Yaakov Lozowick has written a fascinating report on a newly declassified transcript of the Israeli cabinet’s discussion about what to do with the captured territory immediately after the Six Days War.
Something he said struck me:
Sometime in the 1980s the general perception of the conflict changed. No longer seen as Arab rejection of a Jewish State, the conflict was understood as a conflict between Israel and the Palestinians, which the Arab world would maintain only until the two central protagonists reached an accommodation. Since the Israelis and Palestinians have not yet reached accommodation this proposition has never been tested, a fact which contributes to its explanatory power. 1967, however, was before the 1980s, and participants and observers the world over saw the conflict as an Arab-Jewish conflict, with the local Arabs playing a subordinate role; they were not generally referred to as Palestinians.
I know this is hard to believe, but it’s true.
Yesterday I fantasized about how the world would relate to Israel if there were no Palestinians. My answer was “not all that differently.” Not only would non-Palestinian-related geopolitical issues like Turkish neo-Ottomanism and Iran’s ‘tomorrow the world’ attitude still create conflict, but there is that old regret in Europe that maybe the idea of allowing a Jewish state was an overreaction to the mess of WWII. And in the Arab world — where Palestinians are only valued as victims of Israel and treated badly in any other context — Jewish sovereignty has always been seen as a crime against Allah.
Suddenly, sometime after the 1973 war and succeeding oil price spike, there was an explosion of concern for the Palestinians. The UN has since then established what seem like dozens of agencies and functionaries relating to their ‘plight’, despite the fact that Arab citizens of Israel and those “under occupation” have fared much better economically and have more individual freedom than Arabs anywhere else in the Middle East. This has become even more clear as the great majority of Arabs in the territories are now ruled by Hamas or the corrupt Palestinian Authority (PA).
This is a point, incidentally, which many miss: very few Palestinians who are not Israeli citizens live under Israeli administration any more. Oh, there is still a blockade of Gaza which prevents weapons and explosives from arriving by sea, but the Egyptian border is essentially open, and Israel does not interfere with deliveries of food, gas and other staples across its land border. And while the PA doesn’t have full sovereignty in Judea and Samaria — the IDF enters Palestinian areas from time to time to arrest wanted terrorists — the PA does govern the day-to-day lives of the residents, often to their great unhappiness.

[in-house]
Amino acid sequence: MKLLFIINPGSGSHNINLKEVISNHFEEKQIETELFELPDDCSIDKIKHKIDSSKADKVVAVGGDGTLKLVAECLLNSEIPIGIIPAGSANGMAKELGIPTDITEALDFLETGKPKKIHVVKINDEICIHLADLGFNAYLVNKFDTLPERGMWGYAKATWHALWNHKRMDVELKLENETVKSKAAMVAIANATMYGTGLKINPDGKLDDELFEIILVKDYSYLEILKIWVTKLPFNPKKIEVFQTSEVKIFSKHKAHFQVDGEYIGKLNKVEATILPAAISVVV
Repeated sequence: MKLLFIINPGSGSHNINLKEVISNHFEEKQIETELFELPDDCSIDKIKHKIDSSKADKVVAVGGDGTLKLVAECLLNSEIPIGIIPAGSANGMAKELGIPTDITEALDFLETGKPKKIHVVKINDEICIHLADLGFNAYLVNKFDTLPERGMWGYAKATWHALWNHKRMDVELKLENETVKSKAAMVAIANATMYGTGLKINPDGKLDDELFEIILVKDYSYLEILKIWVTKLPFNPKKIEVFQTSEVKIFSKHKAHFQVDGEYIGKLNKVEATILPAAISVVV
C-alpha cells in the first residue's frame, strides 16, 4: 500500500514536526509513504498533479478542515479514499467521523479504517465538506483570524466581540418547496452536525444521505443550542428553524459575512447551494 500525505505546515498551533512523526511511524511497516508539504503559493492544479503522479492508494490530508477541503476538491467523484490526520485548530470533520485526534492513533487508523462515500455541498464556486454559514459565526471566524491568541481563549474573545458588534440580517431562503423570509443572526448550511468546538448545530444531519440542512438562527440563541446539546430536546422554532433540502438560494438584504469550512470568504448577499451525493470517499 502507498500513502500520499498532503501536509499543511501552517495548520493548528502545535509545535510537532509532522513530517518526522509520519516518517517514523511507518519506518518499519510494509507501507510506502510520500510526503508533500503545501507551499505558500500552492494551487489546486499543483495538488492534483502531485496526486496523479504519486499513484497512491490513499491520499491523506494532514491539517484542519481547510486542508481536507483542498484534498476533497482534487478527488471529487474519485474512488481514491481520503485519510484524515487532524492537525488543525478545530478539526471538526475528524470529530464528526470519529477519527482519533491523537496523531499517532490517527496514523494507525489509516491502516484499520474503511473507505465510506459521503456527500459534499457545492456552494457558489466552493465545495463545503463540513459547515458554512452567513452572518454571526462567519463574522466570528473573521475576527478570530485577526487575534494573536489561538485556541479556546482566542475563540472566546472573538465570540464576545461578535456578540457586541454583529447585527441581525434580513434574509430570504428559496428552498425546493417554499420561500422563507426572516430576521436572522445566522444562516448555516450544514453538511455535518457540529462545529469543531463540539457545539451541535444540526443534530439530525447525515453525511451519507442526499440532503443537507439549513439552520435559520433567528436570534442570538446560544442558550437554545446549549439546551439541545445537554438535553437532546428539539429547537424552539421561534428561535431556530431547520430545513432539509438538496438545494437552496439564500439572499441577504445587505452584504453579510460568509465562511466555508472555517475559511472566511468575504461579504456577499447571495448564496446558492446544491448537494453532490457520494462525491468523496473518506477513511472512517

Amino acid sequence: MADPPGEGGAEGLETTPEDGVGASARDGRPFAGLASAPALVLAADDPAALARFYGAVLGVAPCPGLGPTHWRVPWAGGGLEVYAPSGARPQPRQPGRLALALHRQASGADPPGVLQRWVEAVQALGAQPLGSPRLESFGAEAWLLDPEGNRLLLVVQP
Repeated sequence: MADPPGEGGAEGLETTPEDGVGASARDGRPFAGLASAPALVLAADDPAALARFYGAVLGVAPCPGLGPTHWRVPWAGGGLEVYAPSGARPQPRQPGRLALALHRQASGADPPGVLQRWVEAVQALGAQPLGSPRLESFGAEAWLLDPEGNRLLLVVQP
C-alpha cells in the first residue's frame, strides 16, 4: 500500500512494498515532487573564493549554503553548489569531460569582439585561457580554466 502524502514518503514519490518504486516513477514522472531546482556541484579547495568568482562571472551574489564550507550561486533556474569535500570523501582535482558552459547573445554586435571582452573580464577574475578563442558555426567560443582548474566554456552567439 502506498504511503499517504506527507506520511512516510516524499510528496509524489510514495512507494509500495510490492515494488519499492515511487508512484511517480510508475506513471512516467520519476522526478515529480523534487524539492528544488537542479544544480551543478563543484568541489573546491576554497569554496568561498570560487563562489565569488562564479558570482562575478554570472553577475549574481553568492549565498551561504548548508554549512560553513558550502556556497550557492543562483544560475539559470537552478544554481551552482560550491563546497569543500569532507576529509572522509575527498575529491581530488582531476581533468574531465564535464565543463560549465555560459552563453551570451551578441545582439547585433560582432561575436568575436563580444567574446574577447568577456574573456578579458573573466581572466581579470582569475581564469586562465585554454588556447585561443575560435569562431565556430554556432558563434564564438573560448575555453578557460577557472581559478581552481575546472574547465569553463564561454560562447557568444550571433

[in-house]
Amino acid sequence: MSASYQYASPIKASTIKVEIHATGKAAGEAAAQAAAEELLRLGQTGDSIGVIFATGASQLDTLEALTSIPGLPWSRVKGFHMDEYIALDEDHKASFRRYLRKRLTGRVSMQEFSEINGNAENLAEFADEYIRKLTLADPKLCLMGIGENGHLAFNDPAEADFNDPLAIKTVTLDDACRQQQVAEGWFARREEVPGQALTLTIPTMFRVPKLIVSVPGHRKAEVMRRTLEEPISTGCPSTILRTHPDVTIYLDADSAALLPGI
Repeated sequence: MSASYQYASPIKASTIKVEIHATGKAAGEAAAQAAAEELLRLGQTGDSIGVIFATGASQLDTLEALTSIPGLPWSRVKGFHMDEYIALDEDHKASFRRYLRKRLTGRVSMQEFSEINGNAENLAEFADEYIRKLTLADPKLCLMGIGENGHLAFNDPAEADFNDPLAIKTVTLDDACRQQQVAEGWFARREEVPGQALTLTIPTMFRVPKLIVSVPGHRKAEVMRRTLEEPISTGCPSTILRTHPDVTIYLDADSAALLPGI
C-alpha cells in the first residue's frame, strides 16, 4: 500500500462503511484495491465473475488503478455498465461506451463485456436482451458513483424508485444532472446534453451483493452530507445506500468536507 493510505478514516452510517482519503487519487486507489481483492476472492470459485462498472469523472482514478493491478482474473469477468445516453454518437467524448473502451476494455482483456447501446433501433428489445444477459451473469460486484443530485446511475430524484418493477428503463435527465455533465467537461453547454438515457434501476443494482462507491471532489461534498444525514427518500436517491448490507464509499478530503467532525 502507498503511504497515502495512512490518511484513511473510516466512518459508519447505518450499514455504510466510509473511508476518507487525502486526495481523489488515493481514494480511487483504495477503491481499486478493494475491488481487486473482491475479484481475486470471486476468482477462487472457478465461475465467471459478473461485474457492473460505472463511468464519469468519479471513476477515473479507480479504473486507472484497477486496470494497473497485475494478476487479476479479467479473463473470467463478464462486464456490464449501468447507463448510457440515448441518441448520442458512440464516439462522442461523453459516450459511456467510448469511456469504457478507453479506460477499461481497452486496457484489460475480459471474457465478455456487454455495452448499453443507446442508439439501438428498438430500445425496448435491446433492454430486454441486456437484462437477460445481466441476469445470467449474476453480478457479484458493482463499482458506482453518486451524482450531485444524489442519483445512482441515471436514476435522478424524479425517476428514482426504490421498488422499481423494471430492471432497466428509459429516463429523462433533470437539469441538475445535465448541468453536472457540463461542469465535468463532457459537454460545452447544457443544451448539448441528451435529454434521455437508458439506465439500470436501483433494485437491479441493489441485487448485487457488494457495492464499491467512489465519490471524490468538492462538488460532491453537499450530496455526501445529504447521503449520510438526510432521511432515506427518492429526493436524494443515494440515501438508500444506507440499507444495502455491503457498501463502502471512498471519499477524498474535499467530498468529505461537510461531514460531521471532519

In other words, the ‘yoke of occupation’ under which the Palestinians are groaning these days is more or less whatever security measures are necessary to prevent them from killing Israelis.
Nevertheless, we have the aforementioned UN functions, the numerous NGOs supported by the European Union, the massive Human Rights industry and of course all of the student groups, academic champions and ad hoc organizations concerned with the condition of the Palestinians.
Why is this?
The centrality of the Palestinians in the political life of the world today is not accidental. And in order to understand it, I want to do the opposite thought experiment to the one I did yesterday:
Let’s imagine that all the Israelis disappeared tomorrow. What would happen?
After the initial candy distribution and ceremonial firing of rifles in various directions, Hamas, unrestrained by the IDF, would quickly swallow up the PLO. Unrepentant Fatah-ists would be tossed off tall buildings, and the long-awaited Islamic Republic of Palestine would be declared.
But then what? Would mutual enemies Iran, Turkey and Egypt — all of which support Hamas today — continue to do so? Or would Egypt grab what it could, Syria retake the Golan, Hizballah invade the Galilee, maybe even Jordan try to get Jerusalem back?
Europe and the US, after some lip service to decry the violence, would quickly lose interest. Perhaps the New Ottomans would try to step into the power vacuum. The one thing that would almost certainly not happen would be the development of a stable Palestinian state: